Cowslip and Primrose are beautiful early spring flowers that we have the pleasure to see decorating meadows, woodlands and roadsides. They belong to the same family (Primulaceae) and used to be very common, but suffered a recent decline mainly due to the loss of the grasslands where they grow. Luckily, they are still quite widespread and we can use them for their medicinal properties as well as for culinary purposes.
The whole plant can be used (flowers, leaves, and roots), however, when possible, it is advisable to only collect some of the flowers and the side leaves in order to avoid compromising the growth of the plant.
These plants may represent the perfect remedy for this 2020 spring when it seems that what we need the most is clearing and supporting our airways and calming our nerves.
Cowslip (Primula veris) has expectorant and decongesting properties, which can be very valuable at the present time. The flower is, in fact, used to treat a cold’s symptoms, swollen nose and throat, phlegm, cough, and bronchitis. Research shows that cowslip is particularly effective in soothing sinusitis (inflamed nasal passages) in combination with Elderflower. To treat cough, fever and bronchitis symptoms it is better to use the whole plant, including the root, in combination with thyme (which has antiviral properties).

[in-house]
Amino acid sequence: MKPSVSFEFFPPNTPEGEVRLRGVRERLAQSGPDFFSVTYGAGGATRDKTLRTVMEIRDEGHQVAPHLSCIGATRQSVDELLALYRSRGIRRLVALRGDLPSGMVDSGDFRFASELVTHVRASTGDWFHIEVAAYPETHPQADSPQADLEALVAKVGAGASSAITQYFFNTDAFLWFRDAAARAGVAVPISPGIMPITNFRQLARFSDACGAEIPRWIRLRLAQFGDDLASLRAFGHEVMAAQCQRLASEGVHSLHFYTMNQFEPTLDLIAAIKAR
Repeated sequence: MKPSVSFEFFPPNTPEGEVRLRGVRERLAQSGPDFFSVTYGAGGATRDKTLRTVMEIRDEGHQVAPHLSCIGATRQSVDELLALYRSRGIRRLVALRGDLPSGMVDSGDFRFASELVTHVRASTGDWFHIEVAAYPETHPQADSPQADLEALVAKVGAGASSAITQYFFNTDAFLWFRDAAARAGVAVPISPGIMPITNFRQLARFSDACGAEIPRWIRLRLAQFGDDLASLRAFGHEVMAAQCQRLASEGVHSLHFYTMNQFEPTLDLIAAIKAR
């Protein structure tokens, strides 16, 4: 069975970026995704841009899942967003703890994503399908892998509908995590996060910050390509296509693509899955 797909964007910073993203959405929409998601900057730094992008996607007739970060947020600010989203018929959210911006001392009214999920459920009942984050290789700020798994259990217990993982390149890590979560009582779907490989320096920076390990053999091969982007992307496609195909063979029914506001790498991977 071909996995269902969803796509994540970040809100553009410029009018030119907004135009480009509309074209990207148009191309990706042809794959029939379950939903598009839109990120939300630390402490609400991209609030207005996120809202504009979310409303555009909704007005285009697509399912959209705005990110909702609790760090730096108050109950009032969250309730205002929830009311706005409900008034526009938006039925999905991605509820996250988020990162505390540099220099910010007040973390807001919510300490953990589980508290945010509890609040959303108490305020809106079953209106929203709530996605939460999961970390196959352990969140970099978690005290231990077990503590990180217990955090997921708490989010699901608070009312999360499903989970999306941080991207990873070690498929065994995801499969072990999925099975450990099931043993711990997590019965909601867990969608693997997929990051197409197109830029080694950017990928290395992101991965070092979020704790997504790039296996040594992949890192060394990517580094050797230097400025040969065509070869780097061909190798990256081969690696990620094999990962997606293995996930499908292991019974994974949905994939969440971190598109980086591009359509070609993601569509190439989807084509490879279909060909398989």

Cowslip flowers are also antispasmodic and sedative, which means they can be taken as a lovely calming tea to relieve stress, muscle spasms, restlessness, headache, neuralgia (nerve pain), and insomnia.
The combined antispasmodic and anti-inflammatory actions make cowslip a good remedy for muscle pain and rheumatism, as well.
Primrose (Primula vulgaris) has very similar properties to cowslip. In the history of herbal medicine, it was mainly used as a remedy for muscular rheumatism and gout, whereas today it is mostly used as a sedative to treat restlessness, insomnia and nervous headaches. The root’s expectorant properties are recognized as well. In fact, the plant contains saponins, which have an expectorant effect, and salicylates which are the main ingredient of aspirin and have anti-inflammatory and febrifuge effects.
This means that cowslip and primrose can be used interchangeably depending on the availability.
How to use?
The flowers and leaves can be used by making a simple infusion (tea) to drink. Just pour boiling water over two teaspoons of flower petals and/or leaves and let them steep for 10/15 minutes.
When treating muscle spasms and pains, the infusion can be also be added to the bath water.
When it comes to the roots, the properties are a bit harder to extract, so a teaspoon of chopped roots should be simmered in water for 5 minutes in order to obtain a remedy.
Flowers and leaves can also be added to salads and used in cooking to prepare soups, rice dishes, omelettes, etc.
Contraindications and Interactions: this remedy is not indicated for pregnant women, in case of aspirin sensitivity, or for those taking anti-coagulant drugs such as warfarin.